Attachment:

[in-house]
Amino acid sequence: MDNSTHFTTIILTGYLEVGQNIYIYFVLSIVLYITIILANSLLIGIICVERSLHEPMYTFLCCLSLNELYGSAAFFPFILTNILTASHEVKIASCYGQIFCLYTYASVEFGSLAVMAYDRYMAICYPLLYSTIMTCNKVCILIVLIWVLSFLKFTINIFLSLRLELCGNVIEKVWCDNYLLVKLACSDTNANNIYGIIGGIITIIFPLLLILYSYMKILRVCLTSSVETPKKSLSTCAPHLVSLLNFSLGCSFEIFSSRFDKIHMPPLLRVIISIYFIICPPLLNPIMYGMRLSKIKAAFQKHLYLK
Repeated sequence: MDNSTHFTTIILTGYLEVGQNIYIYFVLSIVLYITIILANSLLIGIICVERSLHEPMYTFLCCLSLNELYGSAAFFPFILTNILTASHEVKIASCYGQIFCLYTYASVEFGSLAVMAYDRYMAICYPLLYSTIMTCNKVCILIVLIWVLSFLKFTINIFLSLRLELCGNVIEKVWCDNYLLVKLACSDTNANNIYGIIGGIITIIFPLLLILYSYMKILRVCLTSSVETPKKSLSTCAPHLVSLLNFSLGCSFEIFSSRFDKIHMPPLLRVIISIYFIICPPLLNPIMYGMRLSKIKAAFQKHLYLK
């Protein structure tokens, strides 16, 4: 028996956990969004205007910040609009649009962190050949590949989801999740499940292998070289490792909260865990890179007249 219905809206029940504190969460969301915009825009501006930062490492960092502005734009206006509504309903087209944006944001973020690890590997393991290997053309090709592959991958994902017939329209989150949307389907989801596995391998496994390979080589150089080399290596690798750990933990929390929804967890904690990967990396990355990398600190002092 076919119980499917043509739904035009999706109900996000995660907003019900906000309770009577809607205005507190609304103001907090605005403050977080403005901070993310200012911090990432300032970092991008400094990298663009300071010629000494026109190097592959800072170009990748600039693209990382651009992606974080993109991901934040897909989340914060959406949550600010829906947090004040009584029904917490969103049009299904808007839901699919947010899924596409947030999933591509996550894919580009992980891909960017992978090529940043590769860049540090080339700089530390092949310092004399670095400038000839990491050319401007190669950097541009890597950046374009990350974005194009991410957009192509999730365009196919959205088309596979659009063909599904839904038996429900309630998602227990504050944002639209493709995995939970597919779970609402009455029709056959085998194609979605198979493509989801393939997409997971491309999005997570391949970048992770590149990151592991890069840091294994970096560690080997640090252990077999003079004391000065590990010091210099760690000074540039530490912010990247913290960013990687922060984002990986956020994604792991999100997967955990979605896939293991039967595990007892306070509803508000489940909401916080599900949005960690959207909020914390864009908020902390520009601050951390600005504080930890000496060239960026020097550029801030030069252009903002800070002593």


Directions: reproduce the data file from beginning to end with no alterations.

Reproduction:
[in-house]
Amino acid sequence: MDNSTHFTTIILTGYLEVGQNIYIYFVLSIVLYITIILANSLLIGIICVERSLHEPMYTFLCCLSLNELYGSAAFFPFILTNILTASHEVKIASCYGQIFCLYTYASVEFGSLAVMAYDRYMAICYPLLYSTIMTCNKVCILIVLIWVLSFLKFTINIFLSLRLELCGNVIEKVWCDNYLLVKLACSDTNANNIYGIIGGIITIIFPLLLILYSYMKILRVCLTSSVETPKKSLSTCAPHLVSLLNFSLGCSFEIFSSRFDKIHMPPLLRVIISIYFIICPPLLNPIMYGMRLSKIKAAFQKHLYLK
Repeated sequence: MDNSTHFTTIILTGYLEVGQNIYIYFVLSIVLYITIILANSLLIGIICVERSLHEPMYTFLCCLSLNELYGSAAFFPFILTNILTASHEVKIASCYGQIFCLYTYASVEFGSLAVMAYDRYMAICYPLLYSTIMTCNKVCILIVLIWVLSFLKFTINIFLSLRLELCGNVIEKVWCDNYLLVKLACSDTNANNIYGIIGGIITIIFPLLLILYSYMKILRVCLTSSVETPKKSLSTCAPHLVSLLNFSLGCSFEIFSSRFDKIHMPPLLRVIISIYFIICPPLLNPIMYGMRLSKIKAAFQKHLYLK
């Protein structure tokens, strides 16, 4: 028996956990969004205007910040609009649009962190050949590949989801999740499940292998070289490792909260865990890179007249 219905809206029940504190969460969301915009825009501006930062490492960092502005734009206006509504309903087209944006944001973020690890590997393991290997053309090709592959991958994902017939329209989150949307389907989801596995391998496994390979080589150089080399290596690798750990933990929390929804967890904690990967990396990355990398600190002092 076919119980499917043509739904035009999706109900996000995660907003019900906000309770009577809607205005507190609304103001907090605005403050977080403005901070993310200012911090990432300032970092991008400094990298663009300071010629000494026109190097592959800072170009990748600039693209990382651009992606974080993109991901934040897909989340914060959406949550600010829906947090004040009584029904917490969103049009299904808007839901699919947010899924596409947030999933591509996550894919580009992980891909960017992978090529940043590769860049540090080339700089530390092949310092004399670095400038000839990491050319401007190669950097541009890597950046374009990350974005194009991410957009192509999730365009196919959205088309596979659009063909599904839904038996429900309630998602227990504050944002639209493709995995939970597919779970609402009455029709056959085998194609979605198979493509989801393939997409997971491309999005997570391949970048992770590149990151592991890069840091294994970096560690080997640090252990077999003079004391000065590990010091210099760690000074540039530490912010990247913290960013990687922060984002990986956020994604792991999100997967955990979605896939293991039967595990007892306070509803508000489940909401916080599900949005960690959207909020914390864009908020902390520009601050951390600005504080930890000496060239960026020097550029801030030069252009903002800070002593």